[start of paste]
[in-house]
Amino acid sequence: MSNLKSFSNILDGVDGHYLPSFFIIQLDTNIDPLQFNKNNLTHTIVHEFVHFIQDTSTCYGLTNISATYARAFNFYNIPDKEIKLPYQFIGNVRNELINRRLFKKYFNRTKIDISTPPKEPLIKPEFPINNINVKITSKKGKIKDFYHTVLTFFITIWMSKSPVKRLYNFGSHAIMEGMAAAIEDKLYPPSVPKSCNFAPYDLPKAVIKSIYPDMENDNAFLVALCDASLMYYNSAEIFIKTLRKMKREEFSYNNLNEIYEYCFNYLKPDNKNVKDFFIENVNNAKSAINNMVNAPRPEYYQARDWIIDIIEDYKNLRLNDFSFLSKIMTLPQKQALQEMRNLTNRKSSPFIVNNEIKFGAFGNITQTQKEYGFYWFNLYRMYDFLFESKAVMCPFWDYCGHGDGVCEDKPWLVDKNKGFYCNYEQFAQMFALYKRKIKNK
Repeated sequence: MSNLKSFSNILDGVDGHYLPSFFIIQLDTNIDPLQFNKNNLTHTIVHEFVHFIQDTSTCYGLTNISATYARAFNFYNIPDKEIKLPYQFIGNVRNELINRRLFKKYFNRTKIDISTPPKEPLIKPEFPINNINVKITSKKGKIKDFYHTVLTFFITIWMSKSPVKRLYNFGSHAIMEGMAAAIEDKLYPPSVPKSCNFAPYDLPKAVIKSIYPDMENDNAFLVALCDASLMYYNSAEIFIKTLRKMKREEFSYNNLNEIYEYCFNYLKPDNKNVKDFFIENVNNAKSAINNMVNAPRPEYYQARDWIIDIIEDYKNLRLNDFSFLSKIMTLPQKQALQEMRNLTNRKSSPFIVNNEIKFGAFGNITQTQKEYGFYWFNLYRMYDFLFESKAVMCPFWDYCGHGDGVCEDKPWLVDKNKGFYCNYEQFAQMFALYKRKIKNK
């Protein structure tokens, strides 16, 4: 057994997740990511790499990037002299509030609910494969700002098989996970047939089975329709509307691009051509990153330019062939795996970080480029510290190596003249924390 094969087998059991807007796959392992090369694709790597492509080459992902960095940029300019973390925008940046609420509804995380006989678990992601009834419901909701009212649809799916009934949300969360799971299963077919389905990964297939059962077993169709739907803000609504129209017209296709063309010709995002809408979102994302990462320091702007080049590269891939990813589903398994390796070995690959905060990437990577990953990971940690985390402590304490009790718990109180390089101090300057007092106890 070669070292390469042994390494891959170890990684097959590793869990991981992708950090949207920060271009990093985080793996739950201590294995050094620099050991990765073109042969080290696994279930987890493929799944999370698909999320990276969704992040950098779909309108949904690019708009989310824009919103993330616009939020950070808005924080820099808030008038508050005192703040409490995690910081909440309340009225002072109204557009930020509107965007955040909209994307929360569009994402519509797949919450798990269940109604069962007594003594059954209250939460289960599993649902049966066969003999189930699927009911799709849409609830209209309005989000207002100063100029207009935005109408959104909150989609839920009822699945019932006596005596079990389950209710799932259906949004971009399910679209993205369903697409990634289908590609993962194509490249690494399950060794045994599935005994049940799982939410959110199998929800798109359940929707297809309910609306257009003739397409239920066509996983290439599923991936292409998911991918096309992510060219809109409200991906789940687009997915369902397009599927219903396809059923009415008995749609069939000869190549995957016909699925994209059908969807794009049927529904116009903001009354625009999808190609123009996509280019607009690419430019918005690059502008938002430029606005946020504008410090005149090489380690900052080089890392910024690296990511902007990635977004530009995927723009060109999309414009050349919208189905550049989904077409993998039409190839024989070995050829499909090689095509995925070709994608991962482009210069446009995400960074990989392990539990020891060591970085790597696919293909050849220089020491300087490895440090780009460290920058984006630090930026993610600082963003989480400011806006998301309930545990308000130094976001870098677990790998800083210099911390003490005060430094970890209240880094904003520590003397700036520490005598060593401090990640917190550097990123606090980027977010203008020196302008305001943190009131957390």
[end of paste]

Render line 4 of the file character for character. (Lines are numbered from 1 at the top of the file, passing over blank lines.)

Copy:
């Protein structure tokens, strides 16, 4: 057994997740990511790499990037002299509030609910494969700002098989996970047939089975329709509307691009051509990153330019062939795996970080480029510290190596003249924390 094969087998059991807007796959392992090369694709790597492509080459992902960095940029300019973390925008940046609420509804995380006989678990992601009834419901909701009212649809799916009934949300969360799971299963077919389905990964297939059962077993169709739907803000609504129209017209296709063309010709995002809408979102994302990462320091702007080049590269891939990813589903398994390796070995690959905060990437990577990953990971940690985390402590304490009790718990109180390089101090300057007092106890 070669070292390469042994390494891959170890990684097959590793869990991981992708950090949207920060271009990093985080793996739950201590294995050094620099050991990765073109042969080290696994279930987890493929799944999370698909999320990276969704992040950098779909309108949904690019708009989310824009919103993330616009939020950070808005924080820099808030008038508050005192703040409490995690910081909440309340009225002072109204557009930020509107965007955040909209994307929360569009994402519509797949919450798990269940109604069962007594003594059954209250939460289960599993649902049966066969003999189930699927009911799709849409609830209209309005989000207002100063100029207009935005109408959104909150989609839920009822699945019932006596005596079990389950209710799932259906949004971009399910679209993205369903697409990634289908590609993962194509490249690494399950060794045994599935005994049940799982939410959110199998929800798109359940929707297809309910609306257009003739397409239920066509996983290439599923991936292409998911991918096309992510060219809109409200991906789940687009997915369902397009599927219903396809059923009415008995749609069939000869190549995957016909699925994209059908969807794009049927529904116009903001009354625009999808190609123009996509280019607009690419430019918005690059502008938002430029606005946020504008410090005149090489380690900052080089890392910024690296990511902007990635977004530009995927723009060109999309414009050349919208189905550049989904077409993998039409190839024989070995050829499909090689095509995925070709994608991962482009210069446009995400960074990989392990539990020891060591970085790597696919293909050849220089020491300087490895440090780009460290920058984006630090930026993610600082963003989480400011806006998301309930545990308000130094976001870098677990790998800083210099911390003490005060430094970890209240880094904003520590003397700036520490005598060593401090990640917190550097990123606090980027977010203008020196302008305001943190009131957390």